There’s a sale going on this weekend.
The coupons are out there circulating around.
You may not be a charge card holder. You may not have gotten any in the mail. But if you search around you can find a good deal.
Yet some people will make their purchases this weekend without a coupon.
I don’t get it. When I work at the cash register I just want to scream at people to wait until there’s a sale or go find a coupon before making their big purchase.
Because believe me – if there’s not a sale today just give it a few days. There is one coming.
97% of the time what you think you need to buy today can wait until there’s a sale. I think Dave Ramsey told me that. Or maybe I just made it up. But it’s true.
Why would you buy anything without a coupon? Continue reading
You’d think a dog would hate a leash.
Not my dog.
By definition a leash keeps a dog from moving freely, tying them to where their owner is walking. Seems like something which would annoy a dog in theory.
When I pull out the leash The Roc recognizes what’s about to happen. I don’t even have to say a word.
He knows where I keep the leash. He knows when I’m going for it.
Wherever he is he starts running. His heart starts racing. His legs can’t contain themselves.
We’re going to his favorite place. We’re going outside. Continue reading
Do you remember your first summer job?
Cashing that paycheck from a first job is a rite of passage for most teenagers. Whether it’s out of necessity to help support the family or just to earn a little extra spending money, securing a summer job is a gateway to the first taste of independence.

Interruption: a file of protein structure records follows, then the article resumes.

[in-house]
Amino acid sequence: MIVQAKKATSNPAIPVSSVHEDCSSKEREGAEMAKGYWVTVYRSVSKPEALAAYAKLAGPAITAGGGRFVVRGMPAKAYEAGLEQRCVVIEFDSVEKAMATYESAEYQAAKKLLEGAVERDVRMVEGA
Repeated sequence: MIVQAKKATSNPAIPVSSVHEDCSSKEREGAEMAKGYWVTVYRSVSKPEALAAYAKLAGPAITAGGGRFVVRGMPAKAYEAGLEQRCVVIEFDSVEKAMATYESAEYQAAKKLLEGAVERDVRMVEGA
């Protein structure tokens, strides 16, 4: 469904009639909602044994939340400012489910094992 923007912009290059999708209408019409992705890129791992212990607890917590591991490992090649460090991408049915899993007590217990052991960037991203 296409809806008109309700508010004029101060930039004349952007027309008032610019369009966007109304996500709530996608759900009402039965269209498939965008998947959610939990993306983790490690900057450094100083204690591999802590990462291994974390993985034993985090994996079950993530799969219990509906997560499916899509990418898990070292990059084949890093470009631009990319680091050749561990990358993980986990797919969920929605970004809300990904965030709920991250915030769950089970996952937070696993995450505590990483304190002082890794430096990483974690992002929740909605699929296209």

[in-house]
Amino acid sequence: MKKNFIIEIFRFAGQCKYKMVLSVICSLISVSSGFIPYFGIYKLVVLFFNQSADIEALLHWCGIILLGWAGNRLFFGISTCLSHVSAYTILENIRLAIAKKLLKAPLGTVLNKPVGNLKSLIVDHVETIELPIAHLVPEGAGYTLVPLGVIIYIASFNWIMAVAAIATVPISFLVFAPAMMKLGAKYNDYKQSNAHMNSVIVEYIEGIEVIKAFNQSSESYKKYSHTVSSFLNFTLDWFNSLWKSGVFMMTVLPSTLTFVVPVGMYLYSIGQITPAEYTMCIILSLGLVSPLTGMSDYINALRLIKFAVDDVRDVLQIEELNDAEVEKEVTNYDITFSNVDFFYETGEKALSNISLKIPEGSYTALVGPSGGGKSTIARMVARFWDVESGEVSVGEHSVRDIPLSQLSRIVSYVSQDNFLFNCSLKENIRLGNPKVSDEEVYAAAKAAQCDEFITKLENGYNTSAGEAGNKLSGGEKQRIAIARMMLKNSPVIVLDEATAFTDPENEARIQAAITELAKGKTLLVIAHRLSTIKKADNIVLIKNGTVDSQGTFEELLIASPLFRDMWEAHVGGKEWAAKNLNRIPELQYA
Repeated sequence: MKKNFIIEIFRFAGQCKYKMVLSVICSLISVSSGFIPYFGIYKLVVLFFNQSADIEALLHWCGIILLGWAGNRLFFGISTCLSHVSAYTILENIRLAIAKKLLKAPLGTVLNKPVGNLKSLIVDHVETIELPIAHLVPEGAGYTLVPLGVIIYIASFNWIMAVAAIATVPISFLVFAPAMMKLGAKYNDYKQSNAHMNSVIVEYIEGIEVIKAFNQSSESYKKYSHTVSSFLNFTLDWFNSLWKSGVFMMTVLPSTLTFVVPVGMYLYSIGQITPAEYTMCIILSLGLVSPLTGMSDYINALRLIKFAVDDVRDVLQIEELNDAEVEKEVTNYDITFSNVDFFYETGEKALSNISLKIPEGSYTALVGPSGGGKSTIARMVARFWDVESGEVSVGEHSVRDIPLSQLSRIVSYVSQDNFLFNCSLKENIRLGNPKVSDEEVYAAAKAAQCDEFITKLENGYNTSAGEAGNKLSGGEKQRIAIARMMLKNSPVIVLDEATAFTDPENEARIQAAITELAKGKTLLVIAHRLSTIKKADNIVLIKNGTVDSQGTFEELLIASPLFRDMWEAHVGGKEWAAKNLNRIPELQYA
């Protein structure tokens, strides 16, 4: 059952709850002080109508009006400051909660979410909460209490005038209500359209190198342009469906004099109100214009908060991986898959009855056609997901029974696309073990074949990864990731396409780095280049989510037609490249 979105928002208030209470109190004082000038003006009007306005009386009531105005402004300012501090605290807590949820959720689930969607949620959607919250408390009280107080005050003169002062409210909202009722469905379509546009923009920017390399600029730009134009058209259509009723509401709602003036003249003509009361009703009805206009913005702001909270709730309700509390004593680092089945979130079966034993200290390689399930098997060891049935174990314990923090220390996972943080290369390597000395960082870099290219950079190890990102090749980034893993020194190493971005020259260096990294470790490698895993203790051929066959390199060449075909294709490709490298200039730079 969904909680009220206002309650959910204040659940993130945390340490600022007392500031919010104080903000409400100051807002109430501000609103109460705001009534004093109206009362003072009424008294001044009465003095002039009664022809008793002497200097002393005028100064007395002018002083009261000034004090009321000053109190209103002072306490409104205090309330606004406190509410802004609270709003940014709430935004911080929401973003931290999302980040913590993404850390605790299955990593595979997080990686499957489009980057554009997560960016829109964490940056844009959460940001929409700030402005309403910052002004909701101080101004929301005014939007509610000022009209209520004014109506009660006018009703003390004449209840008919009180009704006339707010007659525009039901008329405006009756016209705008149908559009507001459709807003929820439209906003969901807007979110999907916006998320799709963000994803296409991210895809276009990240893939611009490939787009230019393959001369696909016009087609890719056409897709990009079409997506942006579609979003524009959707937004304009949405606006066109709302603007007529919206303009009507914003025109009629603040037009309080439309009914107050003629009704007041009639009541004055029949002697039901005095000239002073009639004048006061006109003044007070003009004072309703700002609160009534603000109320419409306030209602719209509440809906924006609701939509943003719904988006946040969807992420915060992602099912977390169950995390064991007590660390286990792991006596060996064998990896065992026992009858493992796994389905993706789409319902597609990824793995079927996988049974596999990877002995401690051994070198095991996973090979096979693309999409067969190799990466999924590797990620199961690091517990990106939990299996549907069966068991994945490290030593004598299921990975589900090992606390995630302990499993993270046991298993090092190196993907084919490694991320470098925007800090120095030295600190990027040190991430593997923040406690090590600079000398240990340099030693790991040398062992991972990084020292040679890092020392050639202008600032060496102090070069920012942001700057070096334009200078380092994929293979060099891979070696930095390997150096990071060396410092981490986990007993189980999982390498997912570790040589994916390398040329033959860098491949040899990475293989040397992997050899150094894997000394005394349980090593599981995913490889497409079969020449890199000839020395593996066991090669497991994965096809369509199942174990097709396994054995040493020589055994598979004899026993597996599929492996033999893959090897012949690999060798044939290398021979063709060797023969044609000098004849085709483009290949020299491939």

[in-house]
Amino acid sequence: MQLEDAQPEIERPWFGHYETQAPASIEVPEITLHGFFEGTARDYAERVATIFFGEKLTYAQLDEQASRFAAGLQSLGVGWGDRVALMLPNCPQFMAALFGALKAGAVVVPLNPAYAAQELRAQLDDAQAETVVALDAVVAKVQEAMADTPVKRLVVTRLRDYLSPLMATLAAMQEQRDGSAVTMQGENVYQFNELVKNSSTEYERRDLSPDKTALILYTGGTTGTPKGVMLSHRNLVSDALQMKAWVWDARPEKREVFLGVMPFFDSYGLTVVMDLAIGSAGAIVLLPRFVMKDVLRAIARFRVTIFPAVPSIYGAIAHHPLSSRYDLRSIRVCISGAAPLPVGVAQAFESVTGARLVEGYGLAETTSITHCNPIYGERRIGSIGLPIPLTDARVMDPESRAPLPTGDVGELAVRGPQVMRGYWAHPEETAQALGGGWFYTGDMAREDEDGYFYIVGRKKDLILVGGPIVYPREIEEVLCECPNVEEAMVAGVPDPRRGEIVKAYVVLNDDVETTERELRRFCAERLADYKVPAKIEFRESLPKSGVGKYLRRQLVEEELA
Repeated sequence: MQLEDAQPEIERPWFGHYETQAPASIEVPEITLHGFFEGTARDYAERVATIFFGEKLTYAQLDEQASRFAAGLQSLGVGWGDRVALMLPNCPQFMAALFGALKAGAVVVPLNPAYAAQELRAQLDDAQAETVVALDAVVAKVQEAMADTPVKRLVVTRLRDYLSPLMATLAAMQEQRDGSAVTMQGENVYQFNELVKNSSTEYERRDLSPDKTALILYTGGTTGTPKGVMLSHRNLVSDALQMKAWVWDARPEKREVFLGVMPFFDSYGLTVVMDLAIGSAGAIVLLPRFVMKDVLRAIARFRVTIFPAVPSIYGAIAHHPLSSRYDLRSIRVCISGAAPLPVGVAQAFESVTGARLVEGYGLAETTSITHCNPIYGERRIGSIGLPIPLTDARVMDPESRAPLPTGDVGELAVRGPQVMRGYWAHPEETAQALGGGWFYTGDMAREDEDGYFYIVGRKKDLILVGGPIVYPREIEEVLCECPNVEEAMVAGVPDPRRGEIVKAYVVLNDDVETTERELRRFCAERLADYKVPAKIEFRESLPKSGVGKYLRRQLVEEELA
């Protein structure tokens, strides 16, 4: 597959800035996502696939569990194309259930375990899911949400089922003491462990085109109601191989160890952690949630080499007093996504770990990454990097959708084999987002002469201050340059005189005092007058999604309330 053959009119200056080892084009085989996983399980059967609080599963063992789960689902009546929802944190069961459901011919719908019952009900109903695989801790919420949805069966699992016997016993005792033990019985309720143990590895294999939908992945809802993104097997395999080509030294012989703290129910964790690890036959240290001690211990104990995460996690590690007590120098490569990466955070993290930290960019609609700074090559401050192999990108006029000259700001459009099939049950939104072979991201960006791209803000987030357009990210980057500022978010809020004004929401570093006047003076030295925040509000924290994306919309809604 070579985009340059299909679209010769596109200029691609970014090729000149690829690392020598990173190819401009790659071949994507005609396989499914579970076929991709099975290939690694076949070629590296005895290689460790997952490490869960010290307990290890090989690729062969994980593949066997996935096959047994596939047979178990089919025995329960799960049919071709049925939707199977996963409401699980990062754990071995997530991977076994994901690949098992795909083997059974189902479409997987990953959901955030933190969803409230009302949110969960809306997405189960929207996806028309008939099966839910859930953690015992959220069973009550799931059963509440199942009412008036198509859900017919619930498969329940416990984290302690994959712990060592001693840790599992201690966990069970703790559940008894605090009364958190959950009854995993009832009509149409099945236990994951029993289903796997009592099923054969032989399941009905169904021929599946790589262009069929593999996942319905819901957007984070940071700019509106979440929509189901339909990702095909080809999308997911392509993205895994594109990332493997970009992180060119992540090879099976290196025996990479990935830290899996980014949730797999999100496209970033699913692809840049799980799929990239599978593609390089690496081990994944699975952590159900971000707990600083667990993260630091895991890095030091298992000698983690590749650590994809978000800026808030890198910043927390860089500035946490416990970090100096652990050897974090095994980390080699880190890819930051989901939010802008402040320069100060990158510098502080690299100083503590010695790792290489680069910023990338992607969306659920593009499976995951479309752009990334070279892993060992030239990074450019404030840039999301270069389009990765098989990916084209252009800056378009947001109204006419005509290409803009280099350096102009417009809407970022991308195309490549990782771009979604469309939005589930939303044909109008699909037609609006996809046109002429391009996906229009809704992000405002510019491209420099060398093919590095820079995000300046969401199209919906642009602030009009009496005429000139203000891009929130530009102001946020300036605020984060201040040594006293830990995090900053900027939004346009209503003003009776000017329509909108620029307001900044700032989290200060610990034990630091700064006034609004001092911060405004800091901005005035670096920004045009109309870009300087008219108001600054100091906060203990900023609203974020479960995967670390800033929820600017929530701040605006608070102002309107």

My first summer job came when I was 16 years old. I worked at a movie rental store (remember those?) called Video Warehouse. I wore a red polo shirt and khaki shorts to work four days a week that summer as I checked out the latest DVDs and videotapes (remember those?) to Augusta families.
I made minimum wage, and I didn’t mind. Adding any amount to my bank account was an exhilarating feeling.
My parents were always generous with granting me spending money when I didn’t have a job. But there was something different about being able to provide for myself.
I might have been taking home only a couple of hundred dollars each month, but to me the possibilities of earning my own paycheck were endless. With a little bit of money came a greater sense of independence.
The longing of every teenage heart is to be independent. After you’ve tasted a little freedom from your parents, it’s hard to forget how sweet it is.
The older you get, the more embarrassing it becomes to have to depend on someone else to provide the things you need. There’s a stigma of shame attached to not being able to provide for yourself.
Why, then, does God want us to depend on him so much? Continue reading